Nova Scotians Asked to Prepare for Spring Floods

first_imgWith the considerable amount of snow and ice still on the ground in many parts of the province, there is a risk of flooding as temperatures rise. “Some communities are experiencing localized flooding, and as it gets warmer, more and more communities are at risk of flooding,” said Mark Furey, Minister responsible for the Emergency Management Office. “We encourage Nova Scotians to try to protect their property and prepare for flooding. This includes keeping storm drains clear of snow and ensuring water can drain away from dwellings and basements.” If a home is flooded, people should: For more information on preparing for a flood, visit novascotia.ca/dma/emo/prepare_for_an_emergency/risks/floods.asp . For more information on well-water safety, visit http://novascotia.ca/nse/water/docs/FACT.SHEET.Well-Water-After-a-Flood.pdf . return home until authorities have advised it is safe re-enter a home where the main power switch was not turned off before flooding, until a qualified electrician has determined it is safe use any appliances, heating, pressure, or sewage system until electrical components have been thoroughly cleaned, dried and inspected by a qualified electrician. They can pose shock or fire risks when turned on use power until the main electrical panel has been cleaned, dried, and tested by a qualified electrician to ensure it is safe turn basement furnace off and shut off outside gas valves not try to turn off the main power box if it is not in a dry, safe location. Contact Nova Scotia Power at 1-877-428-6004 not stand or wade in water where it is in contact with electrical equipment not use well water for drinking, cooking or bathing until the water has been tested and determined to be safe contact a local environment office at 1-877-936-8476 with questions about water People should not: last_img read more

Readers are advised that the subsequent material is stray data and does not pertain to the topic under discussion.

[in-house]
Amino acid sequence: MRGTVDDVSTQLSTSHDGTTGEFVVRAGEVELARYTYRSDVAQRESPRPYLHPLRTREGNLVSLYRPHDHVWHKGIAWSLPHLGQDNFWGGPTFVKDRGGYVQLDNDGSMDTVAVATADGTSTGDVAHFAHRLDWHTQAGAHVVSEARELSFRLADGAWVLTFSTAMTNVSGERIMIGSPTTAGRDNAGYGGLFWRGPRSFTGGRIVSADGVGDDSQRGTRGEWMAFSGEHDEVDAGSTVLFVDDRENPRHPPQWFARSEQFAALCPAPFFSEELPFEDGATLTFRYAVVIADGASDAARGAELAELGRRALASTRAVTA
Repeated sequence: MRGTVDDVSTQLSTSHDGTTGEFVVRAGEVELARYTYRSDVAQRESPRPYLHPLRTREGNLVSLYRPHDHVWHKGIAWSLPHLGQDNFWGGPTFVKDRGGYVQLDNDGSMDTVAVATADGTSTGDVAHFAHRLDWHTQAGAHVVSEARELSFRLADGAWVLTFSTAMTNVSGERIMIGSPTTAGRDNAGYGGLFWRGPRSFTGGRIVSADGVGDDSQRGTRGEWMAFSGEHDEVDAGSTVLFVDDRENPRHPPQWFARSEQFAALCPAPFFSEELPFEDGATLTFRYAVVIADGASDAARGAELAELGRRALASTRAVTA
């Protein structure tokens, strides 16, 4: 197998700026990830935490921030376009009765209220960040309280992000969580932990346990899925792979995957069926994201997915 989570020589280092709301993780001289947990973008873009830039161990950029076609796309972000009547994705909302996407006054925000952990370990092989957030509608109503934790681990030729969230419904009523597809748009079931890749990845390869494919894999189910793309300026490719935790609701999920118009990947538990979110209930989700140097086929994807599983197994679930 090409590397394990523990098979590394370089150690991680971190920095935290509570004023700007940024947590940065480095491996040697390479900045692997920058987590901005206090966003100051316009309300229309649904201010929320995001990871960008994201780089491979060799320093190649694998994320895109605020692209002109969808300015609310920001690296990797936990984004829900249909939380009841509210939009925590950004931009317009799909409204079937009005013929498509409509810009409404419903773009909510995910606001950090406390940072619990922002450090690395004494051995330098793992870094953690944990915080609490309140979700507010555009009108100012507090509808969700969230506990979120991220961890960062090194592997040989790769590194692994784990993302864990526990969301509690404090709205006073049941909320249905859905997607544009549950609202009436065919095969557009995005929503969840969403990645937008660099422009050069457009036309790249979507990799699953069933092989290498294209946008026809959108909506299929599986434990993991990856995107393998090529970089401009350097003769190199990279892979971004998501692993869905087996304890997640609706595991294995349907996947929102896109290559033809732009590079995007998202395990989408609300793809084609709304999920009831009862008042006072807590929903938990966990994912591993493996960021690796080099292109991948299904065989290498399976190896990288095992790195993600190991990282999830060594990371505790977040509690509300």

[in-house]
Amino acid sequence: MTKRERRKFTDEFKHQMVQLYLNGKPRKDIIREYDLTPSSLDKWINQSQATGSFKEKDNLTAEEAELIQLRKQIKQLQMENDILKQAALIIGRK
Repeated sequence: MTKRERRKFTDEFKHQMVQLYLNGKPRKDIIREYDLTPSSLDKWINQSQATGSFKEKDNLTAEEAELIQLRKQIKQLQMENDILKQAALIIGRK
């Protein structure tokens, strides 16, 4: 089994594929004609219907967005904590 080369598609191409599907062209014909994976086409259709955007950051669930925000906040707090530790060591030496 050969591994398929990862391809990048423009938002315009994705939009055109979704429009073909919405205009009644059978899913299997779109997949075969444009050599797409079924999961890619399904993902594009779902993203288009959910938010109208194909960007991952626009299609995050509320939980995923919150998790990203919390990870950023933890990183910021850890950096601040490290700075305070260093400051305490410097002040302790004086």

Workshop to address stress management

Everyone experiences stress — the body’s natural way of responding to challenges or barriers.Although stress is normal, too much can be detrimental to your health. Long-term stress can lead to ailments such as heart disease, high blood pressure, diabetes, depression and anxiety.Learning how to reduce and manage stress will be examined at an employee workshop later this month.Facilitated by Brock’s Employee Assistance Program provider, Morneau Shepell, the complimentary Stress Relaxation Techniques seminar will help faculty and staff better understand stress response, discuss the importance of managing stress for optimal health and will provide an opportunity to practise stress-reducing exercises.The workshop takes place Thursday, April 26 from noon to 1 p.m. in Welch Hall 204.This is the second time this year Brock’s Human Resources Office is offering the workshop. Nearly 30 employees participated in a January session.“Stress relaxation is a popular topic,” said Kathryn Walker, Manager, Health Management and Wellness. “We all deal with stress. The seminar will provide employees with practical tools and examples that will assist them in relaxing and coping with inevitable stress.”Brock employees are invited to register on the Focus on Learning website. read more